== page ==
The 10-Year Rule and Roth Conversions: Today's Slott Report Mailbag
Sarah Brenner, JD
Director of Retirement Edcuation
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A client of mine born in 1952 passed away in March 2021 and the IRA passed to her mother who is 91 years old. So, the 10 year rule applies to liquidate the IRA as she is not an eligible designated beneficiary (EDB). If the mother passes away at age 95 and leaves the inherited IRA to her son – how long does the son have to liquidate the account???
All the best
Interestingly enough, the mother IS an EDB in this case! She is “not more than 10 years younger than the IRA owner.” However, based on her age, stretching payments over her life expectancy will only allow for about 5 years of payments. If she would pass away, the son as the successor beneficiary of an EDB would then have 10 years to empty the account.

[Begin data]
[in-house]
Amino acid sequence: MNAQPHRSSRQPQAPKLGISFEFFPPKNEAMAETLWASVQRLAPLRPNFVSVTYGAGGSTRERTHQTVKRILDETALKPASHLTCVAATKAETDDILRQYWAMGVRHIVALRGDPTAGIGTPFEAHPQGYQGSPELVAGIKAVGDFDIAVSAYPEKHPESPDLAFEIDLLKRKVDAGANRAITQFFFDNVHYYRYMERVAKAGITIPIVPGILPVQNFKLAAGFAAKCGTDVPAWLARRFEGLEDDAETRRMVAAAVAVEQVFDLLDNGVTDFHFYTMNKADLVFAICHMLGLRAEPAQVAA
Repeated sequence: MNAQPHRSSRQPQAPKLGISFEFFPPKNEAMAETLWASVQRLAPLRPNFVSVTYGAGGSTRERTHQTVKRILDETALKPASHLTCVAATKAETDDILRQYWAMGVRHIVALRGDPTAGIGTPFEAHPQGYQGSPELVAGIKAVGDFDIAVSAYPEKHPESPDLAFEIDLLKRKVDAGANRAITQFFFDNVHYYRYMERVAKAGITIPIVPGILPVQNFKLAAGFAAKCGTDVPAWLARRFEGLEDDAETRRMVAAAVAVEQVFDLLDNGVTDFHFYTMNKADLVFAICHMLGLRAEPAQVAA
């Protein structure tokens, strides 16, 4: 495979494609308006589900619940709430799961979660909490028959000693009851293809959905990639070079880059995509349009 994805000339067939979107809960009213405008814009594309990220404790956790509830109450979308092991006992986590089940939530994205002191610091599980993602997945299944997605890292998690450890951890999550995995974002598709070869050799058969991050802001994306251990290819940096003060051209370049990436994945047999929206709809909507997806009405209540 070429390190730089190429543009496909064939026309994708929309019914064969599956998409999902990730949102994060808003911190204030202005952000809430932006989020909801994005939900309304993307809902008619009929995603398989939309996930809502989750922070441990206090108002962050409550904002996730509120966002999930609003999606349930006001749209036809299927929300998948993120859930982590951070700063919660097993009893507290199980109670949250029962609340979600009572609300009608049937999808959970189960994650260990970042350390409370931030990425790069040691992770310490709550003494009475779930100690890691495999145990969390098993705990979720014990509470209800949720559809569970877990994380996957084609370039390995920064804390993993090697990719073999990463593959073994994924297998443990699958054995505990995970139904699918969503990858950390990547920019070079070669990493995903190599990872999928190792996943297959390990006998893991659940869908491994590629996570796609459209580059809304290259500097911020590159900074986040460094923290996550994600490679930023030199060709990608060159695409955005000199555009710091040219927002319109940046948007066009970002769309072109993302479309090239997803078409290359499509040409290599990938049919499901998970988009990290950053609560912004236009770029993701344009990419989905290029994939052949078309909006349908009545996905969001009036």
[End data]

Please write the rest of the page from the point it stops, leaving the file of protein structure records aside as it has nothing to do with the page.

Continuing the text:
An EDB can also elect the 10-year rule when the IRA owner dies prior to their required beginning date. This could be another option for her. If she dies prior to end of the 10-year period, her son, as her successor beneficiary, must distribute any remaining funds by the end of that same 10-year period. In this case, that would mean the inherited IRA must be distributed by December 31, 2031.
I am 43 years old and would like to pull $12K out of my employer-sponsored 401(k) and roll it into a Roth IRA. Can this be done, and if so, is there a penalty for doing so? Will I be taxed on the $12K if I roll it into a Roth?
There are several issues here. First, in order to be eligible to convert funds from your 401(k), you must be eligible to take a distribution. Based on your age, if you are still working for the employer, that may not be possible. If you are eligible to take a distribution, you can choose to do a Roth IRA conversion if the funds are eligible for rollover. If the funds are pretax, they will be taxed when you convert (i.e., directly rolled over into a Roth IRA), but there will not be a 10% penalty. There is never a 10% penalty on a distribution that is converted to a Roth IRA.
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